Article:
Recently I coached a woman who wanted help to overcome procrastination. She felt confused, depressed and was unable to make the changes she needed to make to get her life in order. At our second session she greeted me with, ‘I’m back’. She went on to tell me how the values she had adopted and acted upon had changed the way she felt about herself. She also had an opportunity to value herself by saying no to a request for help. This woman is very caring and has spent her life looking after others but she realised at this time she need to take care of herself. As a result she felt better about herself than she had for a long time and some substantial amounts of money came to her quite unexpectedly. Our third session started with her saying, ‘Life is so good and so easy’. She told me about the further progress she had made, including even more money coming her way. In fact life was so good she no longer needed my services.

In order to turn any area of your life around begin by looking at how much you accept yourself because how you feel about you determines how much you allow into your life.

There have been times in my life when I have simply had to ask for what I want and it’s been there, I’ve likened it to turning on a tap. And, there have also been other times when I have struggled to get what I want and during those periods of struggle I have said that I valued myself, but the reality is that our lives never lie. Sometimes our beliefs are hidden so deep that we are not consciously aware of them.

Self acceptance is the foundation for self love

Love is synergy, and that means that the whole is greater than the sum of its parts. Imagine a painting. You have a canvas, a frame, oils, brushes. Lay them on a table and they don’t mean much. Put them together in the hands of a brilliant artist and you have a thing of beauty. We are like that painting. When we put it all together, acknowledge our wholeness, the parts of ourselves that we like and don’t like, we become powerful. Self love has nothing to do with being perfect, it’s about accepting yourself exactly as you are.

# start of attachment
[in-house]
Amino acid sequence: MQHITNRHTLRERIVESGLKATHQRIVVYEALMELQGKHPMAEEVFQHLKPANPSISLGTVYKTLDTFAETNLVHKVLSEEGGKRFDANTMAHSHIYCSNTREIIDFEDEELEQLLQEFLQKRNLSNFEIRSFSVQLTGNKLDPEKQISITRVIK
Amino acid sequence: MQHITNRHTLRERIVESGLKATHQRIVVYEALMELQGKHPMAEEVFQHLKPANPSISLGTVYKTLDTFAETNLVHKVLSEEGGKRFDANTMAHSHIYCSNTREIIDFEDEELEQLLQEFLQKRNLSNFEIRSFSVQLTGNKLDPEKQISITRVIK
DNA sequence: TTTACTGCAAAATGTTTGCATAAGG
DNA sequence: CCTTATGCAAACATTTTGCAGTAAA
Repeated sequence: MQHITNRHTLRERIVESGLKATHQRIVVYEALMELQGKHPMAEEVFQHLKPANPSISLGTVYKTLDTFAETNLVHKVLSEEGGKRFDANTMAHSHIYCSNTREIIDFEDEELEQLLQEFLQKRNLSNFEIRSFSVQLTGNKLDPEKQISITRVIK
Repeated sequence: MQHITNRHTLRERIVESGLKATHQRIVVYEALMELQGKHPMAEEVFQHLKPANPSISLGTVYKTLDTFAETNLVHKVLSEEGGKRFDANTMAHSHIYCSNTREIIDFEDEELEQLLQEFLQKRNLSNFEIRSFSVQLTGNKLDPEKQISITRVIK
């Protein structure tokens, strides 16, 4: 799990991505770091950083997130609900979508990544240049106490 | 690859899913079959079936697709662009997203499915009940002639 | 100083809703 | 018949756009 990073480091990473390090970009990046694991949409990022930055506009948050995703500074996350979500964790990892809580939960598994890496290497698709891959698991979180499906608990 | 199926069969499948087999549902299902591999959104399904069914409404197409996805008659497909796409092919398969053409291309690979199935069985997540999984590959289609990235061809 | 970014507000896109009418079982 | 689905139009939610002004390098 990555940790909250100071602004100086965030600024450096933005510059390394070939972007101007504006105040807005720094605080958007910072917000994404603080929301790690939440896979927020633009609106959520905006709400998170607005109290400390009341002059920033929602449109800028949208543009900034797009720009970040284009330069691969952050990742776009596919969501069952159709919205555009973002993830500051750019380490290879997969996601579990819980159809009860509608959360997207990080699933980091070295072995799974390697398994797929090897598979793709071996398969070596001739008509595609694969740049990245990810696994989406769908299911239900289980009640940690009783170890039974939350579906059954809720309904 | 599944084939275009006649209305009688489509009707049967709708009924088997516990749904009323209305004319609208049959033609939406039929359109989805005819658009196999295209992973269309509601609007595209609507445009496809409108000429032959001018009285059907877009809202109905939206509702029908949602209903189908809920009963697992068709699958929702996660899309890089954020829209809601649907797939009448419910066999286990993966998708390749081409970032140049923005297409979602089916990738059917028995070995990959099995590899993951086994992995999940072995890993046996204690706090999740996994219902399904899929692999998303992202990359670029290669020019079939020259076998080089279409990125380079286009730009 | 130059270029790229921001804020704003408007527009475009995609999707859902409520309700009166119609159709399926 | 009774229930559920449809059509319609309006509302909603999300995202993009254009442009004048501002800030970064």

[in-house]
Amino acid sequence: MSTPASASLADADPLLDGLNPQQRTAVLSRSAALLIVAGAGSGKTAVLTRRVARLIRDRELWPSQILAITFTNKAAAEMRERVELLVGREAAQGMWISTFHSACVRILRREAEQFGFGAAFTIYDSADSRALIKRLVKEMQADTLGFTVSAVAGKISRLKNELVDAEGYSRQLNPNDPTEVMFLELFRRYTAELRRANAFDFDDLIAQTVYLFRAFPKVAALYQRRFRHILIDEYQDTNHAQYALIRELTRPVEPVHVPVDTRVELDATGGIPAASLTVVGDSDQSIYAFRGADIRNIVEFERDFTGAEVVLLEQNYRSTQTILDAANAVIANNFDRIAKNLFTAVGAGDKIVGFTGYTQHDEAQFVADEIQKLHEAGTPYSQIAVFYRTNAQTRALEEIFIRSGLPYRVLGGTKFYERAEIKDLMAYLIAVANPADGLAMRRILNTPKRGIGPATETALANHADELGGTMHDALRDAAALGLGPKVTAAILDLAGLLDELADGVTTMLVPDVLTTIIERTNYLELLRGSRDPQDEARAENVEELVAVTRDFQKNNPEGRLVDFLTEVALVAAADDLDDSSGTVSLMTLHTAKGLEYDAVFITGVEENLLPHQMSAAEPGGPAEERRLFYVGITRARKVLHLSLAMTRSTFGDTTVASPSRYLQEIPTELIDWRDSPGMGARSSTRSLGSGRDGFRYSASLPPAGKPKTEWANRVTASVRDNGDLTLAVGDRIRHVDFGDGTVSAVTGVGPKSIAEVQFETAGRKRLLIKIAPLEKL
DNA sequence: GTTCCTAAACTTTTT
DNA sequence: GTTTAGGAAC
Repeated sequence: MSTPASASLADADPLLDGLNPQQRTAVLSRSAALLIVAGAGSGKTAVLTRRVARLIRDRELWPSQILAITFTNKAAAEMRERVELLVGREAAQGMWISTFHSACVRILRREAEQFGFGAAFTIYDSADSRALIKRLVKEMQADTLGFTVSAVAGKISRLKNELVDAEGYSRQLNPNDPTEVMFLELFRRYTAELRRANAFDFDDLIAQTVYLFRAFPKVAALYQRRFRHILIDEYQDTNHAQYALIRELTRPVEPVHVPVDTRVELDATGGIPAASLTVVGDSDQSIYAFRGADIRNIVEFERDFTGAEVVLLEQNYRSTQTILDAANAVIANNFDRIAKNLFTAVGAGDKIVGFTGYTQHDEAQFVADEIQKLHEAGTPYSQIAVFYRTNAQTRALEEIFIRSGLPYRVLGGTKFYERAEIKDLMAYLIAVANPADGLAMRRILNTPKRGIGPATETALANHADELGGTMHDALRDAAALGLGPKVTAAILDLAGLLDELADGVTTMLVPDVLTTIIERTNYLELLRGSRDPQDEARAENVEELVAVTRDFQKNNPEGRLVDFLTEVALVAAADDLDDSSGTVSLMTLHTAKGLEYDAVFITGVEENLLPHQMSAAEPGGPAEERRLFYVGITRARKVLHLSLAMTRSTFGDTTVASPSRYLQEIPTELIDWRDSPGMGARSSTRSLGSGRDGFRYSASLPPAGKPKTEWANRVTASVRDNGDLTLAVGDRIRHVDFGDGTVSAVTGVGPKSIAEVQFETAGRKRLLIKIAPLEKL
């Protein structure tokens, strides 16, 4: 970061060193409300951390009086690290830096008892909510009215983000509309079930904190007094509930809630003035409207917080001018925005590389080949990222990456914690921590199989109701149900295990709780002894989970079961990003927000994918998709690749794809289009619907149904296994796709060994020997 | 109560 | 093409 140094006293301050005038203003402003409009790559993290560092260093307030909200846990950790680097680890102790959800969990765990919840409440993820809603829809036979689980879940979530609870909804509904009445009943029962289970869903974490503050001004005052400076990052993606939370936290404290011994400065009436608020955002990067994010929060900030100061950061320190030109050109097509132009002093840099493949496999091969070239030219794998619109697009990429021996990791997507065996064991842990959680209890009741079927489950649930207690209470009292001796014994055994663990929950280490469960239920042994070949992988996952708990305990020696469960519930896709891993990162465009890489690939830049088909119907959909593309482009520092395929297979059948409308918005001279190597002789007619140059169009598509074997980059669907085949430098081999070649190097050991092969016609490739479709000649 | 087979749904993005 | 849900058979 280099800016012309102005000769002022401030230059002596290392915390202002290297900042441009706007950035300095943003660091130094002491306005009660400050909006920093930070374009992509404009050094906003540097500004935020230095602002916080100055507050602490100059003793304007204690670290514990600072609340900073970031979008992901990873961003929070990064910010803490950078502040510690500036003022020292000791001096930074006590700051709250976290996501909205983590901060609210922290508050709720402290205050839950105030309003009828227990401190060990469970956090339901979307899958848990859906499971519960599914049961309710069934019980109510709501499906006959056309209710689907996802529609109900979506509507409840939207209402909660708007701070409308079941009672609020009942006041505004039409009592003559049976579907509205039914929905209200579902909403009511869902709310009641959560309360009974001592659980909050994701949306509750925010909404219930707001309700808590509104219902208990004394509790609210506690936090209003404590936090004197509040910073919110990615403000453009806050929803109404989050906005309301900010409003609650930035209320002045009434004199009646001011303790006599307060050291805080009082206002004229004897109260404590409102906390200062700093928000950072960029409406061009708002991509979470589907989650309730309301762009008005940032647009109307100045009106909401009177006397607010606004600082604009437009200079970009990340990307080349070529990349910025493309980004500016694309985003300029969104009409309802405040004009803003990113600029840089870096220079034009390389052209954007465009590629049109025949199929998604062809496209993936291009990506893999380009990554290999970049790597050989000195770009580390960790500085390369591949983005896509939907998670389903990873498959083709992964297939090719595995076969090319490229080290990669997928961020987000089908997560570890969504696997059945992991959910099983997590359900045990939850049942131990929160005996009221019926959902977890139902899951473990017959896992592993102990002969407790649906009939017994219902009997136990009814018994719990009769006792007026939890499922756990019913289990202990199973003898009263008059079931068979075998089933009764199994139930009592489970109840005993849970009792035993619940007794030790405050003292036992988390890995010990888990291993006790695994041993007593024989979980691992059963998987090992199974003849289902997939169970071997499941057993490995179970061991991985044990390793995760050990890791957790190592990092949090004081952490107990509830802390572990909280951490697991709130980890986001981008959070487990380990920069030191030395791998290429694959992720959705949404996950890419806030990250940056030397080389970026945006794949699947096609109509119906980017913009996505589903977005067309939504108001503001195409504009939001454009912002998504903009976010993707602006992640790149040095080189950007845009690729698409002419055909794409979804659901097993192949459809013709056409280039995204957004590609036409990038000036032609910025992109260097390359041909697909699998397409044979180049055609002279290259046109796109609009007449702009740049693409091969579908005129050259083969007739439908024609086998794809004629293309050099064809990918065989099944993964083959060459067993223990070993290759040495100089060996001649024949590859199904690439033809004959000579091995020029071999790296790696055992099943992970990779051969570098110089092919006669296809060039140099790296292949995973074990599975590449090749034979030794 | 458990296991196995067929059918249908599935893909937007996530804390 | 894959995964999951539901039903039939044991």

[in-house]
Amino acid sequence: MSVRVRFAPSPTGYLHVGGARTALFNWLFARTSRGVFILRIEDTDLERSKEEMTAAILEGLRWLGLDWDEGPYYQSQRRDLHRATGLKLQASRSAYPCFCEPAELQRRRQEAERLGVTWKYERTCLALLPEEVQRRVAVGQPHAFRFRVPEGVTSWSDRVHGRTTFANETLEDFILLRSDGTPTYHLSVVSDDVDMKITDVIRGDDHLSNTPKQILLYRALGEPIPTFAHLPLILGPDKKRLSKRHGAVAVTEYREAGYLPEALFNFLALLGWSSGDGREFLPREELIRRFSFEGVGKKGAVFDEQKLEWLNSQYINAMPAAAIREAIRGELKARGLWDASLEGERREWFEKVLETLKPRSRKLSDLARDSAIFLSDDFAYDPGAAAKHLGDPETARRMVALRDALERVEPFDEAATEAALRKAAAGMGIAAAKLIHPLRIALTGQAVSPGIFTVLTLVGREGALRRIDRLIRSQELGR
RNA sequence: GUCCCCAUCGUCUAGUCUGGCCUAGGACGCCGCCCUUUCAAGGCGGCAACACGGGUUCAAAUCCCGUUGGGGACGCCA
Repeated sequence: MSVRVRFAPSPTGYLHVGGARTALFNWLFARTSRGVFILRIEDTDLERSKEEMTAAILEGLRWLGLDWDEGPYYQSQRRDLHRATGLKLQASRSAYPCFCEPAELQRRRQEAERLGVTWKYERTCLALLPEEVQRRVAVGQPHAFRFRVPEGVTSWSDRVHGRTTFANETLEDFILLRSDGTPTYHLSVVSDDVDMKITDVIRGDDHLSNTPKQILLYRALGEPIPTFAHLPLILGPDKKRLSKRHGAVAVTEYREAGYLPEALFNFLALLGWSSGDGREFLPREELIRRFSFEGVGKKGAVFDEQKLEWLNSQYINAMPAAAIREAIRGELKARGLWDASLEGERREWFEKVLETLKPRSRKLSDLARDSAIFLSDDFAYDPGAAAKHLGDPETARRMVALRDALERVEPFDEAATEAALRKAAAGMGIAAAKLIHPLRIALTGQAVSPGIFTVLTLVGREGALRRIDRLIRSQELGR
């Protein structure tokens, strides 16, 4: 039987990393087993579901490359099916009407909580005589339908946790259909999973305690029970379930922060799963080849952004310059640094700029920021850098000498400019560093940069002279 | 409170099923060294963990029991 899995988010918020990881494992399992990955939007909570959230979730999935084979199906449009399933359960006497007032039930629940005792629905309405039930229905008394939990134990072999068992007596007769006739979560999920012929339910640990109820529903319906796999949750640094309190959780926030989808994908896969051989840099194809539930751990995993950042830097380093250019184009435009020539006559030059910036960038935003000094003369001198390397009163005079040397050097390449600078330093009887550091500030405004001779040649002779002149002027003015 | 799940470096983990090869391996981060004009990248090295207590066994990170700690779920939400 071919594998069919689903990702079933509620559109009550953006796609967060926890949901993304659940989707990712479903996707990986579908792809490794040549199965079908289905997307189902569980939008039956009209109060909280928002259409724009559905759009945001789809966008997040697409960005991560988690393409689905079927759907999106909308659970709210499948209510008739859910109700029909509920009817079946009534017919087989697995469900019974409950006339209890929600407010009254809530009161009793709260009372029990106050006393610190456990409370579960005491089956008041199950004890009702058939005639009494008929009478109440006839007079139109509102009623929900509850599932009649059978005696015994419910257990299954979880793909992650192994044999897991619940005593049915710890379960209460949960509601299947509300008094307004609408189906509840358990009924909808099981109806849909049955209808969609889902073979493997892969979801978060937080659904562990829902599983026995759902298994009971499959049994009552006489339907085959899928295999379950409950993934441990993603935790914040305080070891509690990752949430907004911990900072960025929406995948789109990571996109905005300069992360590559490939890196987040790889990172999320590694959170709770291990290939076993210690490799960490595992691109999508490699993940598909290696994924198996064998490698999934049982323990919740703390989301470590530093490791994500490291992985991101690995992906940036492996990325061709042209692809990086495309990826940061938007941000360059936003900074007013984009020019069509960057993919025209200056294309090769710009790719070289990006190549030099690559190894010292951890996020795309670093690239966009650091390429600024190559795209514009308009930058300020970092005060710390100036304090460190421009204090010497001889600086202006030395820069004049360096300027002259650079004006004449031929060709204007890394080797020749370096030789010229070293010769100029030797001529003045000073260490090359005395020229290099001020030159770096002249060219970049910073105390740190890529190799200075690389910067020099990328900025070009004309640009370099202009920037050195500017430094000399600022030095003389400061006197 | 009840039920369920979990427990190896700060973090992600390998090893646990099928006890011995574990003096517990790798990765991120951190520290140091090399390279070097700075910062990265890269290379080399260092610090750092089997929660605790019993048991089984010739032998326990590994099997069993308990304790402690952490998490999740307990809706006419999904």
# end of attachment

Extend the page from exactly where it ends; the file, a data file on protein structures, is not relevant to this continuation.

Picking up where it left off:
At the end of my last coaching session with the abovementioned client she said, ‘What I received from you was 100% unconditional non-judgement and support’. My client took the gift which I bring to all of my clients and students and accepted it and that acceptance of self enabled her to make incredible changes incredibly quickly. People give us gifts every day through friendships, compliments, belief in us and support and sometimes we accept them but often without consciously realising it we reject their gifts.

We all have many different aspects to ourselves. We may have areas of our lives which work perfectly. We may love our work, but not our physical body. We may love the relationships we have but not how we handle money. A malfunction in one area will over time overlap and spoil the good areas of your life. For instance, if you hate your job it will eventually affect your home life or your health. If you have problems with money it can affect your health, your work and your relationships.

The second step to loving self is having the willingness to change, to let go of blame and the pay-offs. We gain something from every problem. Are you willing to commit everything to achieve wholeness in your life? Are you willing to commit to your dreams? You don’t have to feel confident, you simply need to be willing.

You respect your needs by making them a priority. Often this is where many kind, compassionate people go off track and I know I certainly have. In our attempt to serve others it’s easy to forget about ourselves and to put ourselves last with everyone else’s needs coming before our own. When you respect yourself you make time to fill your own needs so that you can give the best of you away to others. I start my day with time for myself, I take a small amount of time out in the middle of my day for myself and I end my day with time for myself. This simple routine enables me to give the best of me away to others.